What’s New: Kitchenware

“Scribble Forked Salad Set” by Jonathan Simons of Jonathan’s Spoons.

They say the kitchen is the heart of the home. With the handmade work of each of these seven artists, you can provide customers with kitchenware that does indeed have heart.

“Crowns Measuring Spoon Set” by Basic Spirit.
“Crowns Measuring Spoon Set” by Basic Spirit.

For Jonathan Simons of Jonathan’s Spoons, it all started when he forgot to pack a spoon in his lunch bag while working as an apprentice to a furniture maker. After using a piece of scrap wood to make the utensil, he realized he was on to something. “I love making wooden spoons. They are the simplest tool in the home, yet remain profound; there are unlimited designs and uses to explore, and for me, this is only the beginning,” he explains. More than 30 years after creating his studio in Kempton, Pa., Simons creates all types of kitchenware, from spaghetti forks to spatulas, all using cherry wood.

Black walnut oval bowl (15 inches) by Spencer Peterman of Peterman’s Boards & Bowls.
Black walnut oval bowl (15 inches) by Spencer Peterman of Peterman’s Boards & Bowls.

“Our intent is to design and create products that touch the heart and delight the spirit,” explain Bonnie Bond and John Caraberis, the husband-and-wife team behind Basic Spirit. For more than 25 years, they have been doing just that with their whimsical pewter pieces. Their studio—located Pugwash, Nova Scotia, a town known for its pewter smithing heritage—is a tribute to the versatility of metal, handcrafting everything from home essentials to giftware.

“Carved Leaf Mugs” in green and plum by Sylvia Coppola of Duck Creek Pottery.
“Carved Leaf Mugs” in green and plum by Sylvia Coppola of Duck Creek Pottery.

The death of a tree provides Spencer Peterman with opportunities for new beginnings. The rustic look of Peterman’s Boards & Bowls’ functional art is no illusion. The artist is always on the lookout for trees rotting in the woods near his Turners Falls, Mass., home to create his one-of-a-kind pieces made exclusively from fallen or felled trees. Lathe turned and made from spalted oak, cherry, walnut and maple, the bowls are kiln-dried at a very high temperature to sterilize and stabilize the wood.

“A bit of my soul is in each piece I create,” says ceramic artist Sylvia Coppola. For more than 20 years, the artist and teacher has created pieces that combine functionality and beauty from her Indian Trail, N.C., studio, Duck Creek Pottery. Her work is crafted on her wheel or handbuilt and altered by adding unique textures using a variety of found objects to add depth and visual interest. Dishwasher and microwave safe, warm colors such as plums, browns, tans, blues and greens enhance the richness of each piece.

“Dragonfly Coffee Scoop” by Lisa Schallert of Animal Vegetable Mineral.
“Dragonfly Coffee Scoop” by Lisa Schallert of Animal Vegetable Mineral.

As the daughter of a natural history scientist, animals and plants have always been part of Lisa Schallert’s life. As a child, she wanted to become a koala keeper, then a dolphin trainer, but she turned to art in the early 1970s—“It was through art that my lifelong love of natural history found expression in the medium of 18kt gold and enamel jewelry.” After working with a Philadelphia jeweler for 14 years, in 1991 she started Animal Vegetable Mineral, working out of a small, renovated factory in Philadelphia, Pa. Her designs are modeled in wax, then cast in married metal such as silver and brass, brass and copper and brass and stainless steel to create fine tableware and small household items.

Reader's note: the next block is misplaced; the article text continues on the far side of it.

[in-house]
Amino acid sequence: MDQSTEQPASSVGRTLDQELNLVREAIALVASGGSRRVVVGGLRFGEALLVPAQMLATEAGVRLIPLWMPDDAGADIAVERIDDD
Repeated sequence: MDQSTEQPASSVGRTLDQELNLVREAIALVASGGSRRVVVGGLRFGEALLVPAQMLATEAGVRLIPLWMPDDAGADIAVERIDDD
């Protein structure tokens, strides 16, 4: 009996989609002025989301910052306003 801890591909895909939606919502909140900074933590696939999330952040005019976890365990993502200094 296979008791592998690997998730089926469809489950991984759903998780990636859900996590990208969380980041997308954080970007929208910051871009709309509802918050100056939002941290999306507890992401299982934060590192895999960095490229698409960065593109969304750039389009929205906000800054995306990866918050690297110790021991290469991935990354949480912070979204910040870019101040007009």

Morrison style peppermills by Kim Dailey of Dailey Woodworking in 6-, 8- and 10-inch versions.
Morrison style peppermills by Kim Dailey of Dailey Woodworking in 6-, 8- and 10-inch versions.

Growing up in the Maine woods, Kim Dailey’s craft chose him. The truck and trailer parts salesman turned self-taught woodturner discovered his passion in 2000 while building bunk beds for his two daughters. “I had to teach myself how to use a wood lathe in order to turn the legs and spindles for the beds,” he says. “I started turning pens and pencils for practice and have been hooked ever since. Following a serious car accident in 2005, Dailey decided to work with wood full-time, opening Dailey Woodworking in 2007 in Carthage, Maine. His products are inspired by shapes and turned by eye—making each perfectly unique.

“Fusion Goblets” by Minh Martin of Romeo Glass.
“Fusion Goblets” by Minh Martin of Romeo Glass.

“I work in blown glass, seeking both beauty and functionality,” says Minh Martin of Romeo Glass. Born in Saigon, Vietnam, and raised in Southeast Asia, he attended Yale University to obtain a degree in geophysics and environmental science. Following graduation, he moved to Santa Barbara, Calif.. There he met and apprenticed under renowned glass artist Brioni, who taught Martin to value well-wrought craftsmanship. At his studio in Staunton, Va., he specializes in elegant and functional stemware.

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